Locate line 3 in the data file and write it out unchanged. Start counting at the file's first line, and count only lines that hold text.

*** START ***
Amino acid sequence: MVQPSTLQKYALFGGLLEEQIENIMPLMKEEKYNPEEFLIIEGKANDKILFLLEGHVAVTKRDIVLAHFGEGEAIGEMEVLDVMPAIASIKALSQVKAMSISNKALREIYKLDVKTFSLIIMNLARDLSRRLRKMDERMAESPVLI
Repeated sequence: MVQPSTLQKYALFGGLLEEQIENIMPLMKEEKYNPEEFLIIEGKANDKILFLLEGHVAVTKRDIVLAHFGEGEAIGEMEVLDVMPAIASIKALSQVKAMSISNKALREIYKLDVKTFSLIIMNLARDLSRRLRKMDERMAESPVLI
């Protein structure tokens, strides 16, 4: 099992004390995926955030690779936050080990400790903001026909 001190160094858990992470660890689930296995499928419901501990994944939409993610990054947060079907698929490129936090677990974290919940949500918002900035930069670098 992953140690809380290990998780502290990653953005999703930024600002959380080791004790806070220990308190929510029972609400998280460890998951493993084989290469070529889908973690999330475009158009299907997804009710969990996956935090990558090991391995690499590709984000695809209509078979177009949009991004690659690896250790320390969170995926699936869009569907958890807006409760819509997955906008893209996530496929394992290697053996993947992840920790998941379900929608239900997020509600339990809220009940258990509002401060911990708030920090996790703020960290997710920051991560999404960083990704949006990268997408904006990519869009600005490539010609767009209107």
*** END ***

């Protein structure tokens, strides 16, 4: 099992004390995926955030690779936050080990400790903001026909 001190160094858990992470660890689930296995499928419901501990994944939409993610990054947060079907698929490129936090677990974290919940949500918002900035930069670098 992953140690809380290990998780502290990653953005999703930024600002959380080791004790806070220990308190929510029972609400998280460890998951493993084989290469070529889908973690999330475009158009299907997804009710969990996956935090990558090991391995690499590709984000695809209509078979177009949009991004690659690896250790320390969170995926699936869009569907958890807006409760819509997955906008893209996530496929394992290697053996993947992840920790998941379900929608239900997020509600339990809220009940258990509002401060911990708030920090996790703020960290997710920051991560999404960083990704949006990268997408904006990519869009600005490539010609767009209107």